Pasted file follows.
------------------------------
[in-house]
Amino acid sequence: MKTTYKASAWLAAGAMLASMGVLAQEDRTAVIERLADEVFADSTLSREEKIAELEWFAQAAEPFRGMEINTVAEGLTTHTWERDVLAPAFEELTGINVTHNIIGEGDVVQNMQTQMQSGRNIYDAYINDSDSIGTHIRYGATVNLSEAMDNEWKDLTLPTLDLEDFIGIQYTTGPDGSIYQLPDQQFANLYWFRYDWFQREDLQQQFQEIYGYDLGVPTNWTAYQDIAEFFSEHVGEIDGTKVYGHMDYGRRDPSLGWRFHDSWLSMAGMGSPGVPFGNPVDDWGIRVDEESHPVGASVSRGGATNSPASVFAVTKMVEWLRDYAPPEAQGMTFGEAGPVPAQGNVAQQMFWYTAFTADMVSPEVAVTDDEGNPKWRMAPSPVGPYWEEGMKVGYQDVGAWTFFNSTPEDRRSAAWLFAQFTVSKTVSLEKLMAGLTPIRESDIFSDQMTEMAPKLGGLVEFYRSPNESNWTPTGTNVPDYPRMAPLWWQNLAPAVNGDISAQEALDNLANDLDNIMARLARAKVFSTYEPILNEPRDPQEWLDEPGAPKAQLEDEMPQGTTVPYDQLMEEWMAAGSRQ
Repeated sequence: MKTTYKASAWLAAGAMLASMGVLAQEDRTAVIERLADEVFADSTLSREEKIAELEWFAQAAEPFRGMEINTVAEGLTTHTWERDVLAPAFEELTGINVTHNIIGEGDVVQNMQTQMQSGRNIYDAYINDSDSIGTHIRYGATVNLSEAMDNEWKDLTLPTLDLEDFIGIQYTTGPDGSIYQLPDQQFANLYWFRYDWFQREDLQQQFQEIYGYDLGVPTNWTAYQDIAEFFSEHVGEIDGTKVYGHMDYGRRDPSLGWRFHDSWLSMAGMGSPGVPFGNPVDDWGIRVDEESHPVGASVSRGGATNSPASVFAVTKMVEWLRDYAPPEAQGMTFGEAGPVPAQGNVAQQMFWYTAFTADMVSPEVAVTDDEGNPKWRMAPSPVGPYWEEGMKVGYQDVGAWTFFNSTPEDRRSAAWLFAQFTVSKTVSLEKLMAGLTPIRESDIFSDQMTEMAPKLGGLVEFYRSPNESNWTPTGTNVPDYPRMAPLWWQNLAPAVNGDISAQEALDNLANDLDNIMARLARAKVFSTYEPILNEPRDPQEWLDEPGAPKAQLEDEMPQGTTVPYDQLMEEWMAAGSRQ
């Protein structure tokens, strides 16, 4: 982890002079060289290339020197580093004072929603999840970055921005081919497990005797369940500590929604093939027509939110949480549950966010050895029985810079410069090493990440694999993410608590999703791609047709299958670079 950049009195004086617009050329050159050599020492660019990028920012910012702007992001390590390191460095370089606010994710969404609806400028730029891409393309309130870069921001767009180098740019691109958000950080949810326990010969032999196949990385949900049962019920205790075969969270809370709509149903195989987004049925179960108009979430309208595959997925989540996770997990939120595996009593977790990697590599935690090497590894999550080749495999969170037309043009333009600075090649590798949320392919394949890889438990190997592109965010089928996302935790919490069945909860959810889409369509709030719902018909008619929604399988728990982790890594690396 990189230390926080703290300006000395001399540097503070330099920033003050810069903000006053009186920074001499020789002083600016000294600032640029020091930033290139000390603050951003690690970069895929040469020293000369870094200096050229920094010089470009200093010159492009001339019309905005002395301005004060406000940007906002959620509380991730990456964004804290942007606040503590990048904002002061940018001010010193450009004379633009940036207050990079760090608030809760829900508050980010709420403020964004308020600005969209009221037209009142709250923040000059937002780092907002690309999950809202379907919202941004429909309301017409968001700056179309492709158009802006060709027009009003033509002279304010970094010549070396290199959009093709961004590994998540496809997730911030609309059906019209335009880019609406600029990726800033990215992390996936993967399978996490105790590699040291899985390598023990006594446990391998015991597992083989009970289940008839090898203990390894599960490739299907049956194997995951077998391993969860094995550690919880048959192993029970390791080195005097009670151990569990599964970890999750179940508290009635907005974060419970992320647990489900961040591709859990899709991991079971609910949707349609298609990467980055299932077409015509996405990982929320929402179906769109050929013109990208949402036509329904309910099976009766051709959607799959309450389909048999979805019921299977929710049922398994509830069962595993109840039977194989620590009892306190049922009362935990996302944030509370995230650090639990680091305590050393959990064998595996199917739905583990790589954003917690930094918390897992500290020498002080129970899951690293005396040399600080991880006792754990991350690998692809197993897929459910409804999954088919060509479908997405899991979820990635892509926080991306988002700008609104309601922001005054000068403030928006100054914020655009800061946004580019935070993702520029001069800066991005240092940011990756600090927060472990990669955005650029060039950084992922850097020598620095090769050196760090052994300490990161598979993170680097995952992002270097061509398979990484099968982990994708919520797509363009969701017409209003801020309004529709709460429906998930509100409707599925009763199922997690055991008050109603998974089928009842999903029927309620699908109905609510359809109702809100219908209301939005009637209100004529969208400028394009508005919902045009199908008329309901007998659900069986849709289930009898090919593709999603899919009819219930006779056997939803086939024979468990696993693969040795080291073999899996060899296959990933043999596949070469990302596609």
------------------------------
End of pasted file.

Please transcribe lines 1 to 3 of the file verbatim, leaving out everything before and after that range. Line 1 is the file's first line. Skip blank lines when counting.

[in-house]
Amino acid sequence: MKTTYKASAWLAAGAMLASMGVLAQEDRTAVIERLADEVFADSTLSREEKIAELEWFAQAAEPFRGMEINTVAEGLTTHTWERDVLAPAFEELTGINVTHNIIGEGDVVQNMQTQMQSGRNIYDAYINDSDSIGTHIRYGATVNLSEAMDNEWKDLTLPTLDLEDFIGIQYTTGPDGSIYQLPDQQFANLYWFRYDWFQREDLQQQFQEIYGYDLGVPTNWTAYQDIAEFFSEHVGEIDGTKVYGHMDYGRRDPSLGWRFHDSWLSMAGMGSPGVPFGNPVDDWGIRVDEESHPVGASVSRGGATNSPASVFAVTKMVEWLRDYAPPEAQGMTFGEAGPVPAQGNVAQQMFWYTAFTADMVSPEVAVTDDEGNPKWRMAPSPVGPYWEEGMKVGYQDVGAWTFFNSTPEDRRSAAWLFAQFTVSKTVSLEKLMAGLTPIRESDIFSDQMTEMAPKLGGLVEFYRSPNESNWTPTGTNVPDYPRMAPLWWQNLAPAVNGDISAQEALDNLANDLDNIMARLARAKVFSTYEPILNEPRDPQEWLDEPGAPKAQLEDEMPQGTTVPYDQLMEEWMAAGSRQ
Repeated sequence: MKTTYKASAWLAAGAMLASMGVLAQEDRTAVIERLADEVFADSTLSREEKIAELEWFAQAAEPFRGMEINTVAEGLTTHTWERDVLAPAFEELTGINVTHNIIGEGDVVQNMQTQMQSGRNIYDAYINDSDSIGTHIRYGATVNLSEAMDNEWKDLTLPTLDLEDFIGIQYTTGPDGSIYQLPDQQFANLYWFRYDWFQREDLQQQFQEIYGYDLGVPTNWTAYQDIAEFFSEHVGEIDGTKVYGHMDYGRRDPSLGWRFHDSWLSMAGMGSPGVPFGNPVDDWGIRVDEESHPVGASVSRGGATNSPASVFAVTKMVEWLRDYAPPEAQGMTFGEAGPVPAQGNVAQQMFWYTAFTADMVSPEVAVTDDEGNPKWRMAPSPVGPYWEEGMKVGYQDVGAWTFFNSTPEDRRSAAWLFAQFTVSKTVSLEKLMAGLTPIRESDIFSDQMTEMAPKLGGLVEFYRSPNESNWTPTGTNVPDYPRMAPLWWQNLAPAVNGDISAQEALDNLANDLDNIMARLARAKVFSTYEPILNEPRDPQEWLDEPGAPKAQLEDEMPQGTTVPYDQLMEEWMAAGSRQ